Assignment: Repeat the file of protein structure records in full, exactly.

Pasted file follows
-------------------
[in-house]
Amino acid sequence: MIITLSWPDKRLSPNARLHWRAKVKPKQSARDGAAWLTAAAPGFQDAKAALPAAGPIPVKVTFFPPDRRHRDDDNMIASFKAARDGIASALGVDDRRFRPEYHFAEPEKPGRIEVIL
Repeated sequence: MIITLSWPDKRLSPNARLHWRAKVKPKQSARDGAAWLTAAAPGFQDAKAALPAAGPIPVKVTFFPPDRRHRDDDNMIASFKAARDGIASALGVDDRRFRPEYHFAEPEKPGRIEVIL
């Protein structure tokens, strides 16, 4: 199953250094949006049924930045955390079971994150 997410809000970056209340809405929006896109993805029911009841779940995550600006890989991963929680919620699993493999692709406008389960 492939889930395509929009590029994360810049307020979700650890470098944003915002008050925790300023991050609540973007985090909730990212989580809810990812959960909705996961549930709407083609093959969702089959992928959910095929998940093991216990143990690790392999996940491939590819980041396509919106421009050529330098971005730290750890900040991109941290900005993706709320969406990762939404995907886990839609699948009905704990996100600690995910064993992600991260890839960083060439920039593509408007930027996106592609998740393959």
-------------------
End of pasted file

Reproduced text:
[in-house]
Amino acid sequence: MIITLSWPDKRLSPNARLHWRAKVKPKQSARDGAAWLTAAAPGFQDAKAALPAAGPIPVKVTFFPPDRRHRDDDNMIASFKAARDGIASALGVDDRRFRPEYHFAEPEKPGRIEVIL
Repeated sequence: MIITLSWPDKRLSPNARLHWRAKVKPKQSARDGAAWLTAAAPGFQDAKAALPAAGPIPVKVTFFPPDRRHRDDDNMIASFKAARDGIASALGVDDRRFRPEYHFAEPEKPGRIEVIL
């Protein structure tokens, strides 16, 4: 199953250094949006049924930045955390079971994150 997410809000970056209340809405929006896109993805029911009841779940995550600006890989991963929680919620699993493999692709406008389960 492939889930395509929009590029994360810049307020979700650890470098944003915002008050925790300023991050609540973007985090909730990212989580809810990812959960909705996961549930709407083609093959969702089959992928959910095929998940093991216990143990690790392999996940491939590819980041396509919106421009050529330098971005730290750890900040991109941290900005993706709320969406990762939404995907886990839609699948009905704990996100600690995910064993992600991260890839960083060439920039593509408007930027996106592609998740393959």